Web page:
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AI.gents of Neighborhood Change:
Leveraging Predictive Analytics for Developing in the IoT Era

*The Neighborhood Forecast Tool interface was influenced by and informed by real data collected from MashVisor, a startup that provides real-time forecasting for profitable home investments based on Cash on Cash, Airbnb and Traditional real estate metrics.

How can Artificial Intelligence help real estate developers, cities, and community members negotiate a resolution on urban development?


As cities prepare for the transition to The Internet of Things and Articial Intelligence economy, there is little investment in planning for the urban impact of this transition at the local scale. Now more than ever, it is crucial to prioritize humans over capitalism and and ways to mediate technological advancement with cultural preservation, and critically engage with communities to forecast what ‘smart city’ changes mean for them and their neighborhood. Focusing on ‘smart’ redevelopment of a Metro station called Mariachi Plaza in a predominantly Latinx neighborhood, Boyle Heights, this project proposes that articial intelligence, while designed to optimize for efficiency and profit, can be reconfigured to optimize for other goals in the planning process, such as equity, cultural values, and historical preservation. Following the logic of predictive analytics machine learning models, Optimal is a predictive analytics tool designed for community members to create custom machine learning models that will generate optimal ‘futures’ that provide alternative investment proposals on land use for developers and urban planners to consider and further configure to reach a consensus on decision making. 

Laurie Avocado / Flickr creative commons


Boyle Heights is a predominantly Latino, low-income neighborhood adjacent to Downtown Los Angeles that is currently undergoing gentrification with great resistance towards gentrifiers that do not integrate itself with community consensus. While many of the current proposals for developing Boyle Heights include retail, clinics, and housing, I predict that in 5-10 years, due to it proximity to Downtown Los Angeles, the land proposals will shift from providing traditional brick and mortar services to those that serve a ‘smart citizen’ demographic spilling over from Downtown Los Angeles. This prediction stems from research done on historical gentrification patterns near city centers and transportation hubs, buy low sell high strategies in real estate development, and trends in products and services currently being developed in the Internet of Things industry.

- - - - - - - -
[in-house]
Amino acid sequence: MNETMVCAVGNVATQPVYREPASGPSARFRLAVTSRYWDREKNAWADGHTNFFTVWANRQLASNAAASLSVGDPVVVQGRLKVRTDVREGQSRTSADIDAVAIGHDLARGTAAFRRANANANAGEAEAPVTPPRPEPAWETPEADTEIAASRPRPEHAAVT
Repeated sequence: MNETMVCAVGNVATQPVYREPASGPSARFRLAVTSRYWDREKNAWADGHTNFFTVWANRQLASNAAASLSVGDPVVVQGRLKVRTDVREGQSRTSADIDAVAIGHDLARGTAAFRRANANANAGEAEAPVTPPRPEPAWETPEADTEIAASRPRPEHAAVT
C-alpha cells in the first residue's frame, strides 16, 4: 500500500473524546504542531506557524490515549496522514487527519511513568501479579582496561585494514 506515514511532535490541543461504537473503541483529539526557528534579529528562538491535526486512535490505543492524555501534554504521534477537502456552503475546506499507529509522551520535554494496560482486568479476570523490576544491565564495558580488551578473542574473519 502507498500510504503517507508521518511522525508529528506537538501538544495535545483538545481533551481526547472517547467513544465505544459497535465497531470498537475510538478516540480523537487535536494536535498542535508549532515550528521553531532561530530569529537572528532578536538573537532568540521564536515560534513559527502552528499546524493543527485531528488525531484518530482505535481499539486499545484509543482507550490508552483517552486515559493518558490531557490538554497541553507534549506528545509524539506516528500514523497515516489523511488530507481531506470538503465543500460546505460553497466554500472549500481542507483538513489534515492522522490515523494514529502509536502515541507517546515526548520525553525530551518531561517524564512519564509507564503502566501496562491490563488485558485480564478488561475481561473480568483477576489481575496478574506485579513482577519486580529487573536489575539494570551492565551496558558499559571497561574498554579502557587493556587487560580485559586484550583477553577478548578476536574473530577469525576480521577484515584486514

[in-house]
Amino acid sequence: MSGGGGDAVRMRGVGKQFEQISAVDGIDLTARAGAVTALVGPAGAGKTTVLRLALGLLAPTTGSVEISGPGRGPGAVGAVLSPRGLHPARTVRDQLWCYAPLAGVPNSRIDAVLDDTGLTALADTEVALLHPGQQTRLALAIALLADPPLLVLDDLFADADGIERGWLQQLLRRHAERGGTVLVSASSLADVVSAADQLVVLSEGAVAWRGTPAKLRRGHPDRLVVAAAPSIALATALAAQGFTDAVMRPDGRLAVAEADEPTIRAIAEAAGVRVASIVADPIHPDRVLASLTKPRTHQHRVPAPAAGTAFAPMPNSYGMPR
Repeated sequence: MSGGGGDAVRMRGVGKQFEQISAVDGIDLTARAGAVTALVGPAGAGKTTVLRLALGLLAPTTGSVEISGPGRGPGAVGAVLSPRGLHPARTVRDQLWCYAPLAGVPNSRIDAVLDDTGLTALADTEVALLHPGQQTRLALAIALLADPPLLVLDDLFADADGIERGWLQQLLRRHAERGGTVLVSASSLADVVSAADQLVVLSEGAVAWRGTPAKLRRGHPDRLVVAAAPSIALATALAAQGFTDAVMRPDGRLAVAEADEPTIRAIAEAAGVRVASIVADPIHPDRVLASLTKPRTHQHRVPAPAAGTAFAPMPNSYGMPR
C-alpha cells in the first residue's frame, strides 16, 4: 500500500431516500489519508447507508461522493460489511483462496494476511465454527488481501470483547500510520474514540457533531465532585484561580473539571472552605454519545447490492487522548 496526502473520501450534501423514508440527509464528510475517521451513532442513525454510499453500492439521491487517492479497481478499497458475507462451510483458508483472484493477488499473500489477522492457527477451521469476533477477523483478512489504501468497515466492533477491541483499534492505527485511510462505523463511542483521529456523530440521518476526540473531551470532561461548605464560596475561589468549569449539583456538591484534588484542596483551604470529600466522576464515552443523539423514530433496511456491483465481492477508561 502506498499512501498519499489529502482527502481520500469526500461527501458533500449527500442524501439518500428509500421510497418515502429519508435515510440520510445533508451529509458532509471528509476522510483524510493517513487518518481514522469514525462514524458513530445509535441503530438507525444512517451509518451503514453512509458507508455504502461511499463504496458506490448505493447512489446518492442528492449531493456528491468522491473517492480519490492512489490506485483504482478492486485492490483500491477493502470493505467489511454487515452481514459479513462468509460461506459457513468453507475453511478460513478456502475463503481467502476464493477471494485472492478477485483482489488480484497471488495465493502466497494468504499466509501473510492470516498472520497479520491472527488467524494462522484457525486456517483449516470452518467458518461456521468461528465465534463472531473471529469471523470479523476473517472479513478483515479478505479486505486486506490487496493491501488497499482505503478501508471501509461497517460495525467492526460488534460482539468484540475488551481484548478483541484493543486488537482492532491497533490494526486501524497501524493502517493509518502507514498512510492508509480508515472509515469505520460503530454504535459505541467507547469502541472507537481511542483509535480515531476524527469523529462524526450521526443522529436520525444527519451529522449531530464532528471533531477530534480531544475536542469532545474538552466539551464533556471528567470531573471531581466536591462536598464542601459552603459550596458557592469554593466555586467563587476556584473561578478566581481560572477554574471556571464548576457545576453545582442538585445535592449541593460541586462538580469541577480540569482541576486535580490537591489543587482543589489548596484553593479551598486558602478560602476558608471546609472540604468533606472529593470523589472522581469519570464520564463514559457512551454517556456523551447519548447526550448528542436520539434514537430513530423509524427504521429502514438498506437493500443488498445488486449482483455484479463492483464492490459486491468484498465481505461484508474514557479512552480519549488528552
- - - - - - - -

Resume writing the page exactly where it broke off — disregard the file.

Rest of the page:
A notional map of the Quayside neighbourhood, image courtesy of Sidewalk Toronto

SideWalk Labs, a Google Aphabet company, is one company that is already taking steps to create a smart neighborhood in Toronto, Canada. However, on the list of many questions is how they plan on integrating with the community during the development process, due to bad reception from the public on their previous LinkNYC project, where they installed wifi Kiosks in old telephone posts that potentially puts vulnerable populations at risk for more surveillance. Link NYC since then has actually deployed a similar solution to the one I propose, bringing ‘participatory budgeting’ to the interfaces of those kiosks, allowing New Yorkers to vote on budget proposals in their city. As the LinkNYC project stands for showing the ‘power of digital tools for public good,’ how might the design of similar interfaces allow for community participation in nuanced development propositions? How might they engage the user in the conversation, or provide missing information?

How might a consensus be made where infrastructure for the Internet of Things is met halfway with the community members’ needs?

Final Presentation


Feedback I’ve gotten for this initial proposal is that it is a good approach to finding new medium and sophisticated artificial intelligence/machine learning techniques to inform and engage stakeholders in the planning process. The design of future metrics, such as Equity, Social Capital, Community Growth, or “Design Score” are metrics that seem most interesting to explore for many. The next steps I am most interested in taking is designing the interface for which community members design and then preview their proposals using several media that might combine both programmatic renderings and data like virtual reality, augmented reality, simulations, and maps. Having a focus group or a community such as the one I have used in this project would be most ideal to bringing this tool to a live pilot. 

Questions Moving Forward

  1. What is optimization and who is defining it?

  2. What is the interface design between humans and machine?

  3. What are the design strategies to make the co-creation process more inclusive and accessible?

  4. What is the media or experience that might provide a new approach or preview of said futures? (VR, AR, Physical Models, Diagrams, Games, Simulations, Screens?)